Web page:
People have often asked why I am so drawn to France. There is no ready explanation. I struggled so during European History in high school to keep the Louis and Charles and Henris straight, to keep the Napoleons in order, to list the revolutions in sequence, and state the years of the Republics. It wasn’t any easier with Medieval History in college. My French teacher in college had the thickest southern drawl (U.S.) that made French all but impenetrable and sounded nothing like the tapes we used in lab. I have so struggled with learning French over the years.
There was a neighbor, Michelle Palfe, whose French parents seemed so strict and secretive—they wouldn’t let her play with the rest of the kids in the neighborhood and she alone went to Catholic school—and there were Italian and Irish and Polish kids aplenty in our neighborhood.
There were images of de Gaulle and Paris, the movie Casablanca, Charles Boyer and Louis Jordan and Maurice Chevalier (whom I thought so handsome and debonair), the legacies of two wars, and fashion added to the collection of French references: more than anything, fashion. One of my brother-in-laws worked at Condé Nast Publications, so I had access to Vogue and Glamour and Mademoiselle and imagined myself on those pages. As ridiculous as it may sound, I so wanted to be in those magazines wearing those clothes, and so Chanel, Dior, Balenciaga and Givenchy became part of my secret vocabulary.
There were movies like Moulin Rouge and The Hunchback of Notre Dame, both too scary for me. My other brother-in-law, the lusty one who married the lusty sister, came back from having seen And God Created Woman, and his over-the-top appreciation for the naked Bardot locked another piece of French womanhood into my being. There were Edith Piaf and Charles Trenet tunes. An American in Paris, Funny Face, Love in the Afternoon, Gigi, and An Affair to Remember— these, too, helped set the stage for my totally unrealistic view of life. And so the foundation for my appreciation of all that is France was set. The walls and floors that came later included:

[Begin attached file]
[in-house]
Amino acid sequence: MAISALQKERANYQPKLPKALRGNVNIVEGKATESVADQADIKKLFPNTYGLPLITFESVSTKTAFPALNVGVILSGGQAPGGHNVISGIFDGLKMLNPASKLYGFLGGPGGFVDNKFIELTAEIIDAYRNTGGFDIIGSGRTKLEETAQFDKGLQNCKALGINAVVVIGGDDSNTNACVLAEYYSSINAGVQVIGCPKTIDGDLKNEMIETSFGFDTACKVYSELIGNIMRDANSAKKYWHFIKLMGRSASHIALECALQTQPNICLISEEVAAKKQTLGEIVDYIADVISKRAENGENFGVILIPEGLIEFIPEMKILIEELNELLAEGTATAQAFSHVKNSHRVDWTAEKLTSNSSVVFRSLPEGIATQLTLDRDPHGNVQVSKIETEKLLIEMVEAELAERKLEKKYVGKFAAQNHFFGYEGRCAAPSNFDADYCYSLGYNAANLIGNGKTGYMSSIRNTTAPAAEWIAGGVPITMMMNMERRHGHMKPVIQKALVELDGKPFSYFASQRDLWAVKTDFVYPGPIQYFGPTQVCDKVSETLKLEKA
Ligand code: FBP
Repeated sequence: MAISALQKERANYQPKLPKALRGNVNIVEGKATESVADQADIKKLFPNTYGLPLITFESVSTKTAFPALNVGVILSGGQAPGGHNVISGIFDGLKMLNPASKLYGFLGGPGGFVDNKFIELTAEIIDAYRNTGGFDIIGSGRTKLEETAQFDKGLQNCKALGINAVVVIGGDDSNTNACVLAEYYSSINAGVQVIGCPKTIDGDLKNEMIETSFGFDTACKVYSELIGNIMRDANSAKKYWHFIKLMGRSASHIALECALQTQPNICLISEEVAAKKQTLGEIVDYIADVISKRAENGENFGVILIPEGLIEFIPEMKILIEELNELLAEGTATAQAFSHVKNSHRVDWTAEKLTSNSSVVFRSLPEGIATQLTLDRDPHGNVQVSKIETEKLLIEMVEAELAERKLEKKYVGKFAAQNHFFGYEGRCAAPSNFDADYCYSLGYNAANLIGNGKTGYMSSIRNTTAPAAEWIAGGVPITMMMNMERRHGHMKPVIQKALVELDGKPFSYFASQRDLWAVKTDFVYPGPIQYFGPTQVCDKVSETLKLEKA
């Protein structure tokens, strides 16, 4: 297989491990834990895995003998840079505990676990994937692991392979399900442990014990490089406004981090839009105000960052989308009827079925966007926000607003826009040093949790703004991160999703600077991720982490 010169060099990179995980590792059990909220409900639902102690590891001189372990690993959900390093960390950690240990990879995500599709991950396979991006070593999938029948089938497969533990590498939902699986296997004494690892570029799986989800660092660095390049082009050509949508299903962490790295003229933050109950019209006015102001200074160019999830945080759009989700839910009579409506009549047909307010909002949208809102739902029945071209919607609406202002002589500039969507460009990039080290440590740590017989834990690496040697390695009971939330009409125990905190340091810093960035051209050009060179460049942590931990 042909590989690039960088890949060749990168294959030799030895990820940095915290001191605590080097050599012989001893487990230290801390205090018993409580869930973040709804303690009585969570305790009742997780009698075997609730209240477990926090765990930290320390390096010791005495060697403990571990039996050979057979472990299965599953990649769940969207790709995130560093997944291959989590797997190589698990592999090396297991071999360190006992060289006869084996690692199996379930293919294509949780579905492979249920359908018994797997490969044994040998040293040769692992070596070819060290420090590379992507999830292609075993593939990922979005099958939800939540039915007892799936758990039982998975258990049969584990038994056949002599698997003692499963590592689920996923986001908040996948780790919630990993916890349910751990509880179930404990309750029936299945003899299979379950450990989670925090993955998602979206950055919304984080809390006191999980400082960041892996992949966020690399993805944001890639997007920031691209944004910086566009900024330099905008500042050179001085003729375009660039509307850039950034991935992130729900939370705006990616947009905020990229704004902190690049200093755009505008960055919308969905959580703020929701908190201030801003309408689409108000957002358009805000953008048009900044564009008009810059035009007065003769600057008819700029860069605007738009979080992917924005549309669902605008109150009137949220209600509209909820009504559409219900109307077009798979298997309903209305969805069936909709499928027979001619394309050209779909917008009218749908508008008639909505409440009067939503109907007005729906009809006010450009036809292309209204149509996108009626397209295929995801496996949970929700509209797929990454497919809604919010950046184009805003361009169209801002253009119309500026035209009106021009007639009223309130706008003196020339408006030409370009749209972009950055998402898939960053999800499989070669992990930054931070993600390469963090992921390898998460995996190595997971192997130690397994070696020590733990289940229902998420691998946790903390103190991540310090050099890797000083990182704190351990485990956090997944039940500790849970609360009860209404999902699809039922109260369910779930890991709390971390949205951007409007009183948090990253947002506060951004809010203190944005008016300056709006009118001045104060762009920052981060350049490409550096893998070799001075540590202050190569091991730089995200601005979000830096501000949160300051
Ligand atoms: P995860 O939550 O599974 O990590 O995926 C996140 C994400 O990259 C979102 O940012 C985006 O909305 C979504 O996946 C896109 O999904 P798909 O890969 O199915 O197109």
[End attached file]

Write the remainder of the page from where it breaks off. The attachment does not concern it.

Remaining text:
- Picasso, Monet, Manet, Matisse, Cézanne, and Corot
- Truffaut, Godard, Chabrol, Rohmer, and Varda
- Gainsbourg, Hardy, and Hallyday
- Blier, Belmondo, Trintignant, and Delon
- Jeanne Moreau, Catherine Deneuve, Jean Seberg, Simone Signoret
I made it to France, finally, in the 1990s and for a while there was, on average, a trip a year, in all seasons. I thought it would be the country to which I would retire. Then a lot of things happened and it looked all but impossible.
Now that I may be able to realize this dream, I suddenly have a solution to “my stuff in storage” issue. If I can’t live with my things, but I can have something of far greater meaning, the experience of Europe and of France, then I can give many of my things to a woman who’s starting anew, as my mother had to. A fitting realization on International Women’s Day.
Nina Simone lived in France from 1992 until her death in 2003.
My Father (Collins)
A Single Woman (McKuen)
The title song from her last album (1993). The song was written by Rod McKuen, who died in January of this year.